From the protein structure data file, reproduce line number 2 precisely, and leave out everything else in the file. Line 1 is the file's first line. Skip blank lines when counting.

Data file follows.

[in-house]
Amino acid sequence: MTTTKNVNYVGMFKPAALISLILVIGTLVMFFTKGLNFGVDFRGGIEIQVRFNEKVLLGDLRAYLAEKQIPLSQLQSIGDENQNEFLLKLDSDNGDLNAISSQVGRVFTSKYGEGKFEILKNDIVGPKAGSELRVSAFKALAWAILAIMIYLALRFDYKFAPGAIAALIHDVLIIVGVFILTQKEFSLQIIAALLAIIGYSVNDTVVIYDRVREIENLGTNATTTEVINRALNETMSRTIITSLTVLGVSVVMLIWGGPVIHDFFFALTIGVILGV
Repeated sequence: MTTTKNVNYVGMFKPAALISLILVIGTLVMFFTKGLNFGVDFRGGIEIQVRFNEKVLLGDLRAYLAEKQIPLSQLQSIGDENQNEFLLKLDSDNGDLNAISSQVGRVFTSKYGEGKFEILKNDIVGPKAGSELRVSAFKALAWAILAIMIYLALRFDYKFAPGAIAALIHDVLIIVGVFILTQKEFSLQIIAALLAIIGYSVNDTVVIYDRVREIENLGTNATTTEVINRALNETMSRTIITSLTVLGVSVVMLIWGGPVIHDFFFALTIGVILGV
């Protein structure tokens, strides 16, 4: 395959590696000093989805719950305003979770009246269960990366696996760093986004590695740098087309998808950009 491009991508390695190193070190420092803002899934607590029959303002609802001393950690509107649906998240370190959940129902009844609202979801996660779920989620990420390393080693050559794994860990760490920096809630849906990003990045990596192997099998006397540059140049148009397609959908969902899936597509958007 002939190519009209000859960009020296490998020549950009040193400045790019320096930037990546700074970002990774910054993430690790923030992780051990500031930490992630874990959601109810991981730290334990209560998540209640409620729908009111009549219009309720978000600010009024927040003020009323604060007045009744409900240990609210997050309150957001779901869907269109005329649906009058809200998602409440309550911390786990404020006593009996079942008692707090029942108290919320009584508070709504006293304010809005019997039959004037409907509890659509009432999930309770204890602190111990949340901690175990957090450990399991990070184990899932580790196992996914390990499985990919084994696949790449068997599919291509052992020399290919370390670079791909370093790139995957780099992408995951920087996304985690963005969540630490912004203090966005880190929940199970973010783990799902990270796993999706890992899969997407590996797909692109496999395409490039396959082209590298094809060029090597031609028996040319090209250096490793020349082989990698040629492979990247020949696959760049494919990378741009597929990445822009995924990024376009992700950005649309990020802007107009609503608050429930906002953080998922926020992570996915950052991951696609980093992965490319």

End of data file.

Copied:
Amino acid sequence: MTTTKNVNYVGMFKPAALISLILVIGTLVMFFTKGLNFGVDFRGGIEIQVRFNEKVLLGDLRAYLAEKQIPLSQLQSIGDENQNEFLLKLDSDNGDLNAISSQVGRVFTSKYGEGKFEILKNDIVGPKAGSELRVSAFKALAWAILAIMIYLALRFDYKFAPGAIAALIHDVLIIVGVFILTQKEFSLQIIAALLAIIGYSVNDTVVIYDRVREIENLGTNATTTEVINRALNETMSRTIITSLTVLGVSVVMLIWGGPVIHDFFFALTIGVILGV